• I really hate seeing black plastic used as mulch. You’re right; it has to go somewhere, and “recycled” plastic often does not get recycled but ends up burned or in the ocean. Yuck! They say it cuts down work but when you factor in the taking it up in the fall, I’d just as soon till in our mulch, which we put down by hand, not machine.

  9. What kind of rototiller is that? Is it easy to use? Maybe some day you can write about homesteading at an older age and having things wrong with your body. You get creative at finding ways to adapt and go on! I don’t know how many people have said to just give up and go to an apartment. I don’t think we would be happy that way.

    Just a thought as to an article. Love, love, love your flowers. So pretty!

    Thanks for sharing!

    • As I recall, several years ago Jackie did such an article in either Backwoods Home or Self Reliance magazines.
      Very helpful and inspiring to us oldsters!

      What helps me is scaling down my ambitions. Not necessarily giving them up, but prioritizing them, and doing what I can, as I can.

      I use more planters now, which are easier on my back, I mulch everything, which cuts down on weeding and watering, I use soaker hoses which I turn on in the morning so I avoid standing out in the heat holding a heavy hose, and I use a battery operated Mantis tiller for the things I still plant directly into the soil, like corn. It’s very lightweight, but still very powerful, and doesn’t require wrangling heavy gas cans. I love mine. I have used mine to dig up what used to be grassy lawn. It was so easy!

      I still have chickens, but I use a big, top fill feeder and a large nipple type waterer, so I only have to fill these once a week or so. They stay very clean and cut down on waste and spillage. I also use the deep bedding method in the winter, with pine shavings.

      I do more dehydrating, too, rather than canning. And I also use vertical growing, too, like trellises for cucumbers, so I don’t have to bend over so much.

      It is doable, but requires a willingness to adapt. Homesteading and gardening should be joyful, not painful. You can do it!

      • Thank you for this Val. I’m 68, spent a few hours in the garden today and had to sit down to finish watering the garden. I was surprised, never had to do that before. (I like to water by hand and it takes 2 hours + to do thoroughly-lots of bending). We have a large garden which I love but I’m finding I have to “scale down my ambitions” a bit and take it slower. This aging stuff is all new to me but I’m grateful.

    • That’s a Cub Cadet. During COVID we tried to get a TroyBilt Bronco but there was none, anywhere. So, desperate, we located the Cub Cadet tiller, which was kind of hidden in the lawn mowers at our local farm and ranch store. We like it as it’s lightweight and easy to handle between rows.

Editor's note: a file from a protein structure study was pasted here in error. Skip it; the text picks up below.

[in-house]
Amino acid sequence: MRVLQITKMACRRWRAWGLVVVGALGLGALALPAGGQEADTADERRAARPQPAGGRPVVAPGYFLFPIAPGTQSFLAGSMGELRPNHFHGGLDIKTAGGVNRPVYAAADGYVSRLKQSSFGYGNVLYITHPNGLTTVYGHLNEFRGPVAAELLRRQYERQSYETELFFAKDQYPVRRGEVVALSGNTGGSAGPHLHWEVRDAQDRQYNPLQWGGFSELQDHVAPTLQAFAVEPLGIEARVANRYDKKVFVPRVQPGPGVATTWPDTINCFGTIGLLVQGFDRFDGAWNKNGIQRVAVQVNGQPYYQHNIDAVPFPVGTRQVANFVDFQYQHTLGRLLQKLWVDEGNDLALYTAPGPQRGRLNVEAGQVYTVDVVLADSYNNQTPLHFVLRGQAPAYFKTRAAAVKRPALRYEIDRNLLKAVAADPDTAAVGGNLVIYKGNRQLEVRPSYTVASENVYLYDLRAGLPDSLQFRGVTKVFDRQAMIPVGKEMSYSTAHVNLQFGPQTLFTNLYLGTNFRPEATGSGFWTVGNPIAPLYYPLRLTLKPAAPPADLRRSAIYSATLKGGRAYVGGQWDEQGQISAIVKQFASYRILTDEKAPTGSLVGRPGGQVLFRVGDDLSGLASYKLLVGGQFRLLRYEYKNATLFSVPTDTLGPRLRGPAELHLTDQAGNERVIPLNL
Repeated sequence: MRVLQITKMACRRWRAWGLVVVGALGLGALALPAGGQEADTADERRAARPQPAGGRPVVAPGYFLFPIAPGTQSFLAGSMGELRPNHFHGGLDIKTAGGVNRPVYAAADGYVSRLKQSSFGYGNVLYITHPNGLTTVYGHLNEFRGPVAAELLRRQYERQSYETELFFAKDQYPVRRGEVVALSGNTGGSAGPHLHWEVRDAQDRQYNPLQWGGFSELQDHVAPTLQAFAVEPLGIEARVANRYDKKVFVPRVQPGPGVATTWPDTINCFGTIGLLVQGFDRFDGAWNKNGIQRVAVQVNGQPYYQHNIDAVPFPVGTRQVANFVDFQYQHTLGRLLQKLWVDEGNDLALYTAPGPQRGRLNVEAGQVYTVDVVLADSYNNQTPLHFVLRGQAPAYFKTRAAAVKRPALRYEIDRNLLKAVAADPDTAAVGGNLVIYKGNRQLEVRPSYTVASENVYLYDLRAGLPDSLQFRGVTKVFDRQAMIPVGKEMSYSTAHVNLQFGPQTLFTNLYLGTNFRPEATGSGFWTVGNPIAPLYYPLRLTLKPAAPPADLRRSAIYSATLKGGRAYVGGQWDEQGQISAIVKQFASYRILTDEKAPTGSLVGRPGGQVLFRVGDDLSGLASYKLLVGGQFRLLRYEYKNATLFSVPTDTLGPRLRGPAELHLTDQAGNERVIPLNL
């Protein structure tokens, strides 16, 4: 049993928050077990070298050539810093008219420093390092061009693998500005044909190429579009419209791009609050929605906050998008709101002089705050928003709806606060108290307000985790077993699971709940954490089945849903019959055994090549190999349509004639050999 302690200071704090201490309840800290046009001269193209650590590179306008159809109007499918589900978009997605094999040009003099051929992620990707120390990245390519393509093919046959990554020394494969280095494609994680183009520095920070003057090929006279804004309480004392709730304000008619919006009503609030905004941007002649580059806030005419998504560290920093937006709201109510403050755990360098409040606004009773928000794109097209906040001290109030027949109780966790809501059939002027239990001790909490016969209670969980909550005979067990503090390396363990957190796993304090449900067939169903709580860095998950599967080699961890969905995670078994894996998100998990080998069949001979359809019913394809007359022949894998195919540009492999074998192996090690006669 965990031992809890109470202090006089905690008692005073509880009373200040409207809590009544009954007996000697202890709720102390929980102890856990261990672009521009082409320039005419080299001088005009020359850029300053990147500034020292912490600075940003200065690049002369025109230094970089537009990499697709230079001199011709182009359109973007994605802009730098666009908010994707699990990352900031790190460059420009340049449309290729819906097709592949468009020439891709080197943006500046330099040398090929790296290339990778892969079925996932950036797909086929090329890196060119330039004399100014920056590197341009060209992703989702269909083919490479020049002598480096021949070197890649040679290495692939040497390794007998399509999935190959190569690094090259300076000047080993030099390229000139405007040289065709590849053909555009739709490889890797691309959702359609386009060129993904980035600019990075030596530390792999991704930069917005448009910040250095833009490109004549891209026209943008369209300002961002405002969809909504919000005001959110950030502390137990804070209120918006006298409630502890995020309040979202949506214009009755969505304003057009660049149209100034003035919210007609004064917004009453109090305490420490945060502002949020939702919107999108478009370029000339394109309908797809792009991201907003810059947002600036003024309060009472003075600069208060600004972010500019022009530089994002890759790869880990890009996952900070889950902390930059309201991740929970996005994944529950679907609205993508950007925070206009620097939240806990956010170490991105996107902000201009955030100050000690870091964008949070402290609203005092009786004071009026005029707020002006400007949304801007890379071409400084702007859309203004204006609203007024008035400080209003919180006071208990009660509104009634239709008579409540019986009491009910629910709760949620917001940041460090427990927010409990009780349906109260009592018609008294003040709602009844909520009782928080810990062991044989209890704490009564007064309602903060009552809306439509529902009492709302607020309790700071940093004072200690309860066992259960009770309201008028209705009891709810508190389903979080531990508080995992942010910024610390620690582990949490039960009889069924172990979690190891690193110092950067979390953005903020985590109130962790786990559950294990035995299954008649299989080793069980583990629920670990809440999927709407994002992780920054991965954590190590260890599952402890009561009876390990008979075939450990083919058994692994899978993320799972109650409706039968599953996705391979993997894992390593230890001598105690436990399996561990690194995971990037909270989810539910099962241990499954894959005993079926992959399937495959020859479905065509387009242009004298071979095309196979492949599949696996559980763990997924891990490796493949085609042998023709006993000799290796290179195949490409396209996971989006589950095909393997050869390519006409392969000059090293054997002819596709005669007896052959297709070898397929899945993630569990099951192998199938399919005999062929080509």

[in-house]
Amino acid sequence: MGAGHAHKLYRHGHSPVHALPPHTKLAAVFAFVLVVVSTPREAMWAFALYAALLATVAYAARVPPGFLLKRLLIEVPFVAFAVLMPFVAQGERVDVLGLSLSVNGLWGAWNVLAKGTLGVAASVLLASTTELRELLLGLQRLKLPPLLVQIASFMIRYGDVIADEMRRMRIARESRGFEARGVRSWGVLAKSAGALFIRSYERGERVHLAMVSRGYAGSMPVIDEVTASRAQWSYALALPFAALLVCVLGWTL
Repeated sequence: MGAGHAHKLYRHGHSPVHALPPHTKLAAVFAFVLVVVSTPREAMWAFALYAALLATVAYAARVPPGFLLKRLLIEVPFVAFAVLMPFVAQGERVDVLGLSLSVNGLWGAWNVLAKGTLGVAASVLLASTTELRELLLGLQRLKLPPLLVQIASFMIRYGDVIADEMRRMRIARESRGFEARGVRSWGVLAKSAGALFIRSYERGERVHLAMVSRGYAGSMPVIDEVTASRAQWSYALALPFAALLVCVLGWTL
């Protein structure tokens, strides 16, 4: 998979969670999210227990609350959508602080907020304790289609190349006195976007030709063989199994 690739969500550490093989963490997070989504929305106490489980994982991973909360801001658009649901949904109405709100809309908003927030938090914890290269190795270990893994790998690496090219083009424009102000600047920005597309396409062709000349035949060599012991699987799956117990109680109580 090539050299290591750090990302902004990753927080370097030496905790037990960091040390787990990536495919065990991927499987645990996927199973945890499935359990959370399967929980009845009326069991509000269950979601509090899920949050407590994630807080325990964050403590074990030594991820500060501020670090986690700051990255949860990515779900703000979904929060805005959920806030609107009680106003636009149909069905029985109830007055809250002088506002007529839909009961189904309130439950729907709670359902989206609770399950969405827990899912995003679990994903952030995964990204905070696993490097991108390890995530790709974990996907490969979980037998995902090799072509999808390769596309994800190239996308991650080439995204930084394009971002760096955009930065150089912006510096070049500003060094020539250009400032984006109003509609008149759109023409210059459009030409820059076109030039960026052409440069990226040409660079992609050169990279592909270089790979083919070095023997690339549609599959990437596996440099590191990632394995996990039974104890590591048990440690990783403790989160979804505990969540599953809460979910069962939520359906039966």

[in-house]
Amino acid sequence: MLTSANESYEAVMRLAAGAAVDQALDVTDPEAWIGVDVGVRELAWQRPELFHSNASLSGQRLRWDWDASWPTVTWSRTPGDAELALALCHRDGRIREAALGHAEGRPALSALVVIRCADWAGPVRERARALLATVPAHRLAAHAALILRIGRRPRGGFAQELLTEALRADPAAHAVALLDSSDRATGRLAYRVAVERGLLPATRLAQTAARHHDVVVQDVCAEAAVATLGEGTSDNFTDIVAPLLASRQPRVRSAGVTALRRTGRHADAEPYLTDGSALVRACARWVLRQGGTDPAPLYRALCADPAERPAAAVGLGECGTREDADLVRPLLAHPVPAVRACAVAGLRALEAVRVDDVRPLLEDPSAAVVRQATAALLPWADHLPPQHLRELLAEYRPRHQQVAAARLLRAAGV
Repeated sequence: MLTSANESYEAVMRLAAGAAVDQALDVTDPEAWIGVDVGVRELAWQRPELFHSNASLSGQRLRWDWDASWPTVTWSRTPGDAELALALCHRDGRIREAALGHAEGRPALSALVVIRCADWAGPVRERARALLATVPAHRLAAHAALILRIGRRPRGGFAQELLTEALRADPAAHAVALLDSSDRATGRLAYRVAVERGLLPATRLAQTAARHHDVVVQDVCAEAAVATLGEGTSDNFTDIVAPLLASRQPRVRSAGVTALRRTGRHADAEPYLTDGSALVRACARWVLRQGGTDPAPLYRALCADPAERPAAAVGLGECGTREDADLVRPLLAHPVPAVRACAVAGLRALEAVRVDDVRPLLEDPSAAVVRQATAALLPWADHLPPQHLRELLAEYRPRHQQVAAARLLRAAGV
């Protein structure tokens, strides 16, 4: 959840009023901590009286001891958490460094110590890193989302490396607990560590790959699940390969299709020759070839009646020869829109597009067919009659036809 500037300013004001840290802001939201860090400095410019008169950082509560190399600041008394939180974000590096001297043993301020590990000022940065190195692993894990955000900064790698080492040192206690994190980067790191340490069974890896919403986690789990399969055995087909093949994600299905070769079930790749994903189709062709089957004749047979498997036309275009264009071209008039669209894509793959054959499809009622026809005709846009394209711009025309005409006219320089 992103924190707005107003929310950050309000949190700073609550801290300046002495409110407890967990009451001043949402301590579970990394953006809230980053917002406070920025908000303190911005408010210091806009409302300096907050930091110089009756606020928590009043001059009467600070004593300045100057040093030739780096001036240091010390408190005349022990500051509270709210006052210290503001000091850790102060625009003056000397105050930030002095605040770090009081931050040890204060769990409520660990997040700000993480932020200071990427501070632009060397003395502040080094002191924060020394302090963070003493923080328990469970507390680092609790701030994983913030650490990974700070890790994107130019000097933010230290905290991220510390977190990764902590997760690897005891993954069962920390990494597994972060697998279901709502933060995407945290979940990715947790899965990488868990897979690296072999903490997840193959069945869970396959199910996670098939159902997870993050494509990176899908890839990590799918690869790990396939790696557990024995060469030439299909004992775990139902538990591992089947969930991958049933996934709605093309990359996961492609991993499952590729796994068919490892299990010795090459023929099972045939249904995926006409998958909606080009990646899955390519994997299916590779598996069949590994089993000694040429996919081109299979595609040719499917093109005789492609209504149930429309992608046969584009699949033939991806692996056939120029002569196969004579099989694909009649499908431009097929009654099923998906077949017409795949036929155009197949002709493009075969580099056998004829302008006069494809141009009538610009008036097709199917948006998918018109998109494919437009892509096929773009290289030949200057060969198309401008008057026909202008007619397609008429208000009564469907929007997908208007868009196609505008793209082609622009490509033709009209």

Yes, I did do an article about that, then I wrote a book, Homesteading Simplified, going into it in length. (See the above ad for it.) I’m 76 this summer and constantly am finding ways to do things I used to do, in a different way.

  10. Yes, ‘weed’ is a four-letter word around here, too. (Would your goats enjoy a few hay bales stacked in the middle of the field for climbing fun?) Blessings to all.

    • I’m sure they would. Right now, they have to settle for some blown-down tree trunks as I’m too busy to haul bales out there. Puff, pant, pant!

  11. My peonies bloomed but the heat plus lack of rain dried them up very quickly. The same happened with Siberian iris. They are never very long lasting, but this year it was blink your eyes and they’re done. The guy that does my mowing weed whipped off my only Oriental lily which made me very sad.

    We’re in year 6 (or 7?) of drought and I cannot do much watering. I only fill water cans and water individual plants no sprinklers or soaker hoses. Town wells are old and iffy so we’ve been requested not to do outside watering. At the cost of water I couldn’t afford it anyway!

    Glad Will has recovered. I’ve had kidney stones twice and they made me wish I could die quickly and end the pain. I’m fortunate that the last hospitalization they captured a stone, analyzed it and now I have a list of foods to avoid.

    • I’m sorry for your drought. That makes life so very hard. I’m hoping you get some rains soon.

    • Now you know. Big smile!! We also had them in northern Montana, on the rivers, too.

      • Never saw them in the Bitterroot when I lived there. Glad to know they also love my favorite state.